Spirits and liquors are all created using a millennium-old process called distillation. While many of the ingredients and processes vary dramatically, they all rely on this ancient process.
Good distillation is part art, part science. It takes an artisan’s keen and developed senses to properly “cut” the product during this process.
However, it is equally important that there be some serious attention to detail. Ingredient ratios, temperatures, and time are all variables that must be exact in order for the product to turn out right.
In this post we’ll go through the basic steps a distiller must take in order to bottle that perfect batch of booze.
Fermenting the Mash
All forms of alcohol start their lives in some kind of mash. This is typically a mix of simple or complex carbohydrates, water, and yeast. The mash is then left to ferment for about 2 weeks on average.
During this time, the yeast feeds on the carbohydrates but produces a metabolic byproduct in the form of alcohol. Different types of alcohol use different mashes. Wine usually uses grapes whereas beer, vodka, and whiskey all tend to use grain.
Some vodka is made with potato’s, or even beets, and some whiskey uses plain table sugar. It all depends on the flavor profile the distiller is trying to achieve.
Vodka can be made from all sorts of combinations of different materials, depending on the part of the world it’s being made in and the taste profile preference.
Distilling the Mash
Once fermentation has completed, all of the liquor is there in the mash. The only problem is that it’s mixed up in a slurry of enzymes, carbohydrates, proteins, debris, and volatile alcohols like methanol and acetone.
Lucky for us, alcohol has a much lower evaporating temperature than all of that other stuff. This is where the ingenious technology of the still comes in. A still is basically just a pot to heat up the mash, with a lid that funnels the steam into a tube.
The tube is then directed into a container to collect the distillate. Voila, high-proof alcohol trickles out one drop at a time.
There are many different types of stills out there these days. A reflux still, for example, has a column between the boiler and the distillate container that is packed with copper mesh.
This allows condensation to collect and drop back to the boiler that is not pure alcohol, resulting in a much purer alcohol. Other stills have chambers where you can pack herbs or other flavoring materials to infuse the product with different flavor tones during distillation.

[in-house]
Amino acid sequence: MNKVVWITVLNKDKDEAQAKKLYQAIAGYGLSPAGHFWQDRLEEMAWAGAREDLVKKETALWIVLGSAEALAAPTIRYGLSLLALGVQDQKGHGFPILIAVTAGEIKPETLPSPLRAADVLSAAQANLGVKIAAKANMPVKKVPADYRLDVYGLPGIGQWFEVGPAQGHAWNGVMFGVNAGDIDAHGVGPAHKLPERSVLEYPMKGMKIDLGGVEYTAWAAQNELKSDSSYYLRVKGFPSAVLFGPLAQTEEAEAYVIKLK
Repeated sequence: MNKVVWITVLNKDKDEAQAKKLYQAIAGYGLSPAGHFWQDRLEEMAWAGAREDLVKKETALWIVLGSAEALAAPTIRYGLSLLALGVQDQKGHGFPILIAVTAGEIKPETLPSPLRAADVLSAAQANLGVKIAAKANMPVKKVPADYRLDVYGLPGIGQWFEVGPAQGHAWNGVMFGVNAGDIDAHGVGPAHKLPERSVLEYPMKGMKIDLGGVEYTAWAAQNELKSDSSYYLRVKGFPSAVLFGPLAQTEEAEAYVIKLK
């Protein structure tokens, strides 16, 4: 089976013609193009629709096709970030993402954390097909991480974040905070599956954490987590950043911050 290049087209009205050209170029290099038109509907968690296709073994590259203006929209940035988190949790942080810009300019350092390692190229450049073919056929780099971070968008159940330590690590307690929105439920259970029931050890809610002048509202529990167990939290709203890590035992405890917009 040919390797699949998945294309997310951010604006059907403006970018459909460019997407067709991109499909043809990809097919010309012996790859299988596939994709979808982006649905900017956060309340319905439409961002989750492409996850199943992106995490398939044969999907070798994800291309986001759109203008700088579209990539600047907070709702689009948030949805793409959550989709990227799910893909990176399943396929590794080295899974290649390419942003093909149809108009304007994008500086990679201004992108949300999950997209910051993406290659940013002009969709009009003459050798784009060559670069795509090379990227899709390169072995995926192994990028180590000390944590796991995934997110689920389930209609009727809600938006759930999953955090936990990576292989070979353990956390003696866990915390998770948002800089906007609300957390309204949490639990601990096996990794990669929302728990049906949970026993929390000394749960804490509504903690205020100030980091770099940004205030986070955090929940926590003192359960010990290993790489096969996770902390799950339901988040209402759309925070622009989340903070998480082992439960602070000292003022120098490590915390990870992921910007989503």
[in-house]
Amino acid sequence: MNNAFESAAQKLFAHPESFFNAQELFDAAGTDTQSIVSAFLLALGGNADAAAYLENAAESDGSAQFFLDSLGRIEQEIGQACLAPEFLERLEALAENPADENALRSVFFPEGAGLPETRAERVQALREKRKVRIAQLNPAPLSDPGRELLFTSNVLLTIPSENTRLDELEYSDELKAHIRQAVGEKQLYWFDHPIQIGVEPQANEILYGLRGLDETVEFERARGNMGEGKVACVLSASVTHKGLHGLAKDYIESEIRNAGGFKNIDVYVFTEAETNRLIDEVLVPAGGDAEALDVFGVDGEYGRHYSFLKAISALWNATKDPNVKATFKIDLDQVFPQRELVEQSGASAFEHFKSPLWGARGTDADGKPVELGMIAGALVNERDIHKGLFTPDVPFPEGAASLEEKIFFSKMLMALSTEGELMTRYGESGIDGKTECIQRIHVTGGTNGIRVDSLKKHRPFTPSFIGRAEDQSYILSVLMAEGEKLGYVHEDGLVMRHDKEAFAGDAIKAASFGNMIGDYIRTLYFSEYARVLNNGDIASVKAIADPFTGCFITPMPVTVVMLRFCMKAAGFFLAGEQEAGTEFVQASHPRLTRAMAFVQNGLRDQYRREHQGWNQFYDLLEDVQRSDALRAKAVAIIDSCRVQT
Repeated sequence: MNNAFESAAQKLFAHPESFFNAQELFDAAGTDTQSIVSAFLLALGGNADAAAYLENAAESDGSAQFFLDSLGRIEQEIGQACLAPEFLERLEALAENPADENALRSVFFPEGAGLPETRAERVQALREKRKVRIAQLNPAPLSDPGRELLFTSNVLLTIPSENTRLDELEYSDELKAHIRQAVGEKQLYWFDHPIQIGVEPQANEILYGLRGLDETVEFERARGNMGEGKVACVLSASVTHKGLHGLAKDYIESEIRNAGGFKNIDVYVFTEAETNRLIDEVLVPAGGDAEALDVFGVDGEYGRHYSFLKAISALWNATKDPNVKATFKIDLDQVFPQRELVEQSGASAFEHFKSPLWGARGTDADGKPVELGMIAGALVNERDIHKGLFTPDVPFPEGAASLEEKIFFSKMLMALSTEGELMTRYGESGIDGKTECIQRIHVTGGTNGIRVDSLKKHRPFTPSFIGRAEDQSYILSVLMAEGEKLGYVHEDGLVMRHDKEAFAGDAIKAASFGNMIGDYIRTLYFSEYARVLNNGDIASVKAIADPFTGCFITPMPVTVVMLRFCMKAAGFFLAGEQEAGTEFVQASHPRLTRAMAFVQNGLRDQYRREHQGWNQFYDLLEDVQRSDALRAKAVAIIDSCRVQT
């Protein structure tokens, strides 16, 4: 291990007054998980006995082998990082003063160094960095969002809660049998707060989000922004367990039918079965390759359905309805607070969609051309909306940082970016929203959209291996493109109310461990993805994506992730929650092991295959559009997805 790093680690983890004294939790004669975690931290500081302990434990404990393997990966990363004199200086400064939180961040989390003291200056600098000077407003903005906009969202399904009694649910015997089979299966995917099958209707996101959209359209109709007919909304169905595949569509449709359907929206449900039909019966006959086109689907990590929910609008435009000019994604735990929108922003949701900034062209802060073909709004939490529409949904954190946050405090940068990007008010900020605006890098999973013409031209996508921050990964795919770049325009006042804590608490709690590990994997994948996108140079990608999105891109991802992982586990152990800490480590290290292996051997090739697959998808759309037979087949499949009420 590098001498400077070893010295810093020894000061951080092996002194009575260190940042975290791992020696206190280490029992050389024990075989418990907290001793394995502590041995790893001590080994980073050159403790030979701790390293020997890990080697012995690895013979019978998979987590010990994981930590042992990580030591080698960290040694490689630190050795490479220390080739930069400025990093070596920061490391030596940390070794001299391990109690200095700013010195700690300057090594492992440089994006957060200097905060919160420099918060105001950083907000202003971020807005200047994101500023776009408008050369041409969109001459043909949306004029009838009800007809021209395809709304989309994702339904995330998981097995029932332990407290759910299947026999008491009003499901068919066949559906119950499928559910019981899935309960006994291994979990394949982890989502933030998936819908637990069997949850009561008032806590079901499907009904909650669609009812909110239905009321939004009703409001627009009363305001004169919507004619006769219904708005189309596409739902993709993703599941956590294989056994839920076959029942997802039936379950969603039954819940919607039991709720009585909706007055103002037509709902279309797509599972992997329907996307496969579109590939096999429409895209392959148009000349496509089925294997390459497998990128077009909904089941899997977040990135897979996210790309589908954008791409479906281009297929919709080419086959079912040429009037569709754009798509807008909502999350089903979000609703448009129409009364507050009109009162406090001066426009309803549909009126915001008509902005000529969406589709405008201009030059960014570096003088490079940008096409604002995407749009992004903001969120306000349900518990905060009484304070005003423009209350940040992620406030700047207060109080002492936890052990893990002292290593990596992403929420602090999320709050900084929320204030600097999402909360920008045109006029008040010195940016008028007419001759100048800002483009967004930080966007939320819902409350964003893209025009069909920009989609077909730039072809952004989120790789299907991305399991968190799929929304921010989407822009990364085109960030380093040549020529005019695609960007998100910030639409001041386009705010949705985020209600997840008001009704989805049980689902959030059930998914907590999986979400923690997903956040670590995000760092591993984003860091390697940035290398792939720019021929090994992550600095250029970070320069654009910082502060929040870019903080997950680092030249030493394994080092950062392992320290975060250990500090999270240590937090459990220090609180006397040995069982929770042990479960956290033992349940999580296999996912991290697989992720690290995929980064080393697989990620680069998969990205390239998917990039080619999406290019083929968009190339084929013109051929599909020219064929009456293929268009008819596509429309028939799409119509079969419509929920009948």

Collecting the Distillate
The process of collection is the most difficult step in home distilling. This is because a run of a still has four stages that have to be accurately identified by the distiller’s senses in order to maximize quality.
These four stages are known as the foreshots, heads, hearts, and tails.
The foreshots are the first 5% or so of the run and contain volatile compounds like methanol. Consuming methanol can make you blind, among other uncomfortable side effects, so those get thrown out.
Next come the heads, these are marked by a solvent-like scent brought on by the high levels of acetone present. While the alcohols in the heads are also volatile, they’re more likely to give you a whopping hangover than take your vision.
The hearts are the sweet spot, identified by the very sweet smell and taste of ethanol present. A good distiller will maximize the hearts by knowing exactly when they start and end.
Finally, the tails begin to produce an oily layer on top of the alcohol. This is from water and other compounds present from the mash. The tails can be re-distilled at a later time.
A Good Time in a Bottle
As you can see, the process of making liquor and spirits is pretty simple in theory but extremely challenging in execution. It’s amazing that some brilliant alchemist “cooked up” this process several thousand years ago.
Today, it’s easy to get your hands on the equipment necessary to make your own spirits. Mile Hi Distilling carries all of the equipment and supplies you would need, they also have excellent write ups that go into more detail.
Check out this post on how to make vodka. Always keep in mind that your local laws probably regulate this activity carefully, so educate yourself before you purchase.
Author: Kyle Rutten is a Colorado native and a writer for Mile Hi Distilling. He thoroughly enjoys the distilling process and loves learning about new and different ways of creating spirits.
Lead marketer, brewer, dad, and husband. Pretty much an all-round awesome guy.